I guess I found you. Having no other way to finance my junior year of college, I decided to sell my eggs to a couple I found on craigslist. I also decided to plan for the day when I meet you. I think that in fifteen or sixteen years, we'll run into each other on the street. I'll know you immediately. Maybe you'll walk like I do, maybe you'll stand pigeon-toed at stoplights, maybe you'll chew the arms of your sunglasses. I don't expect you to smile when you see me. I don't expect you to stop, but I will slip this note into your bag.
Daughter, I have some words of wisdom for you: don't deep fry sweet potatoes when drunk. Don't wear strips with plaid. Approach The Catcher in the Rye with caution. Your English teacher will say that this book defines what it is to be young, but chances are you aren't Holden Caulfield. Chances are you won't shoot John Lennon. When you do find a book that knows you, read it again and again. Read it once a year to see if it's still true. Listen to the radio until you can tell the good songs from the bad ones. Listen to Reggae when you're sad. Listen: that boy with the Jew-Fro who loves Guns 'n' Roses will drive you in circles through the park one day. He'll run his thumb lightly over the back of your neck. When you drive home, he'll show you how to spit tobacco out the window without splattering the car. At fairs, ride the centrifugal force machine, appreciate the perfection of weightlessness, of being parallel and then at 65 degrees to the ground before you're done exhaling. Go into a haunted house at a fairground and smell the chainsaws. Chainsaws wielded by evil clowns are like nothing you've ever smelled. Do not write irregular Spanish verbs on pieces of gum and the insides of slap bracelets. Do not leave bleach in your hair for longer than the time specified on the box. Always tie your shoes. If you buy Converse All-Stars, let your friends draw on the toes: only then will they have real teenage soul.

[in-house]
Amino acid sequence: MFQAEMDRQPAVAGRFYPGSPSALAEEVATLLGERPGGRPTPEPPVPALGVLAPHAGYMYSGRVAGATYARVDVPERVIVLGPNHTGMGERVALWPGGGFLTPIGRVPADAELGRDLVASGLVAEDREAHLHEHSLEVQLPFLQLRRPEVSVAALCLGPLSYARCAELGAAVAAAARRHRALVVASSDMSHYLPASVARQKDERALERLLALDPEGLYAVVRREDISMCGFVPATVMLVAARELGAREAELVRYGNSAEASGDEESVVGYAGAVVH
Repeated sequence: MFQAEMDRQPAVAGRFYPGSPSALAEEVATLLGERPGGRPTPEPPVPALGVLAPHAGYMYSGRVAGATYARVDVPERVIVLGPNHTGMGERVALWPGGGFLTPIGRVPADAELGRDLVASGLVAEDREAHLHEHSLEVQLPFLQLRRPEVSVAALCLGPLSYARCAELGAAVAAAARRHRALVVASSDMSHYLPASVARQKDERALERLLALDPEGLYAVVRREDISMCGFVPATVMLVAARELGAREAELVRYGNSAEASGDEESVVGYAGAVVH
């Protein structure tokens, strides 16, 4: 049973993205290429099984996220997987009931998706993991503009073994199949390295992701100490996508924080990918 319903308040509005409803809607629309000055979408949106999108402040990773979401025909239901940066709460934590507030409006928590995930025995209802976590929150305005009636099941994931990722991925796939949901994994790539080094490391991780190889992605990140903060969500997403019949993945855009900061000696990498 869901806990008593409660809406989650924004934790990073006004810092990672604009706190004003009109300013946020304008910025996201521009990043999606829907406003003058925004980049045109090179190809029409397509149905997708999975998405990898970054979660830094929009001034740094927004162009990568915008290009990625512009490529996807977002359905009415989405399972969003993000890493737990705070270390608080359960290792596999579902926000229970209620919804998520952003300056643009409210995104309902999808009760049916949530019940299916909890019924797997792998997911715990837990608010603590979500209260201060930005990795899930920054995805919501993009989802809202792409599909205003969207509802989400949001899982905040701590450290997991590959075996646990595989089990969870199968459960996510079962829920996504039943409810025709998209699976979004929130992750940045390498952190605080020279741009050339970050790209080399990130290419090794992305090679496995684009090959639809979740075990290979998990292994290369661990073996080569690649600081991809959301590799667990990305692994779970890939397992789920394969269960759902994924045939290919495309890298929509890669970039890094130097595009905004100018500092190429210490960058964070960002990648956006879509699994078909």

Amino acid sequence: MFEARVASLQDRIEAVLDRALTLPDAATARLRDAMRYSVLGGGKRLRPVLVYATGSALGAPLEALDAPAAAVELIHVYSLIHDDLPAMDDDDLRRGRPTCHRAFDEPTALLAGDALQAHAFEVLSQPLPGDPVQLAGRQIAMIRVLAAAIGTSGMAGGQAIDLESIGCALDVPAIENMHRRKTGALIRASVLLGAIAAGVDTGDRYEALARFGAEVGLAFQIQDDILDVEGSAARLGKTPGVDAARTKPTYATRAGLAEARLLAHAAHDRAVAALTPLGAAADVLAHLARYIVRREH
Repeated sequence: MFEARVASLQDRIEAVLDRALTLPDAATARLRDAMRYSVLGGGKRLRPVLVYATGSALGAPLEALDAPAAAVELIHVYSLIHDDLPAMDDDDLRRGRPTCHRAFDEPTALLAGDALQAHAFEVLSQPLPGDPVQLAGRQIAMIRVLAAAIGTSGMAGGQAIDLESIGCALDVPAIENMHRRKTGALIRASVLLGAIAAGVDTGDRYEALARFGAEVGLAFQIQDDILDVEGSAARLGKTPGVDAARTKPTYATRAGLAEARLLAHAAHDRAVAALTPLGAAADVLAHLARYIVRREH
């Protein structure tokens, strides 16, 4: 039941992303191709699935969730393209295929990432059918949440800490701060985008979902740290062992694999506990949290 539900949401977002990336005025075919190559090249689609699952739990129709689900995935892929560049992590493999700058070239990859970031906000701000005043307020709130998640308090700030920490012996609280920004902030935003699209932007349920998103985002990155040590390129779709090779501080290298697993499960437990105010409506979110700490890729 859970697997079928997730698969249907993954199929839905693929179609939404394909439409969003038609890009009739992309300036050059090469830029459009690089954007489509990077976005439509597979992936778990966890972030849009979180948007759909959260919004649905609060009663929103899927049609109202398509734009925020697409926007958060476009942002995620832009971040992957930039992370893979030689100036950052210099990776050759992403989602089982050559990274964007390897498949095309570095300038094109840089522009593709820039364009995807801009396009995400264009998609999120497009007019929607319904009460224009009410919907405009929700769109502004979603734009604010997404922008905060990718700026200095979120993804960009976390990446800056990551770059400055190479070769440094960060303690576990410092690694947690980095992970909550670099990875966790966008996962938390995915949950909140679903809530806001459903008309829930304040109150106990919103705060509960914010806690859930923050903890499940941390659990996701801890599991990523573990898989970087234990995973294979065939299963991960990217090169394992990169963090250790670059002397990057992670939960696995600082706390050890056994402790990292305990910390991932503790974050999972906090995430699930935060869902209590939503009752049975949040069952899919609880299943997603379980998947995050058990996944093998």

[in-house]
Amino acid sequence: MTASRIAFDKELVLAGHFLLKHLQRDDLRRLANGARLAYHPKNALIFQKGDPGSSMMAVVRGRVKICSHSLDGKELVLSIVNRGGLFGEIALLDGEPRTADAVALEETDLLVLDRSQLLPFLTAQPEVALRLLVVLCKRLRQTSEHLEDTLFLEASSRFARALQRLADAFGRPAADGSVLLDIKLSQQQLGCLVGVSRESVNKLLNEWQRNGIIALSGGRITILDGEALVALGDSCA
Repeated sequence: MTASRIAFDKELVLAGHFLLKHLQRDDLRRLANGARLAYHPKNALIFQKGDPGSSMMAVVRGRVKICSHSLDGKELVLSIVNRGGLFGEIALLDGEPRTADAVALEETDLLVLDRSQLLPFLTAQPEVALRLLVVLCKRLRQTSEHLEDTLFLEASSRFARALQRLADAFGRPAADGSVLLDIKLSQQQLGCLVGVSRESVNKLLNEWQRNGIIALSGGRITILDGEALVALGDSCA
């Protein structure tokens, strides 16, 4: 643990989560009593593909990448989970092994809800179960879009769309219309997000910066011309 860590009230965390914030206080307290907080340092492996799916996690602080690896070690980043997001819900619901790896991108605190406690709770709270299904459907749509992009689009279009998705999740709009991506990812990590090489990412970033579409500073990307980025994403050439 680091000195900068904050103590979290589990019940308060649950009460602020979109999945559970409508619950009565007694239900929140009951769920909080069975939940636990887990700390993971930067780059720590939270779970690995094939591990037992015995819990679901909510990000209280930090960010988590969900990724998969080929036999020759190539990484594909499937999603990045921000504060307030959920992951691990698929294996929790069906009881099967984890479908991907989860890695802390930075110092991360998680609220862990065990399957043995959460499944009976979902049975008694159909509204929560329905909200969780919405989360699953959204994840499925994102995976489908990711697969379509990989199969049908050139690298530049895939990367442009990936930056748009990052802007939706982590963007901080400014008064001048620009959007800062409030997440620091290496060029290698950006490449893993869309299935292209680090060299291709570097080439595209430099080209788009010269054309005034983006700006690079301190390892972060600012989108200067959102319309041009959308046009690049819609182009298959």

Daughter, you probably think being a test-tube baby is creepy. Maybe you think it's strange that all your brothers and sisters have gone to stem-cell research— but one of them is knitting a boy's spine, one is curing Michael J. Fox's tremors. And you are the luckiest of all. You are walking down this street on a hot, cloudy day, trailing cigarette smoke and the tinny ghost of a screamo band. There is a novel about vampires in your backpack, and all your jewelry is made of plastic.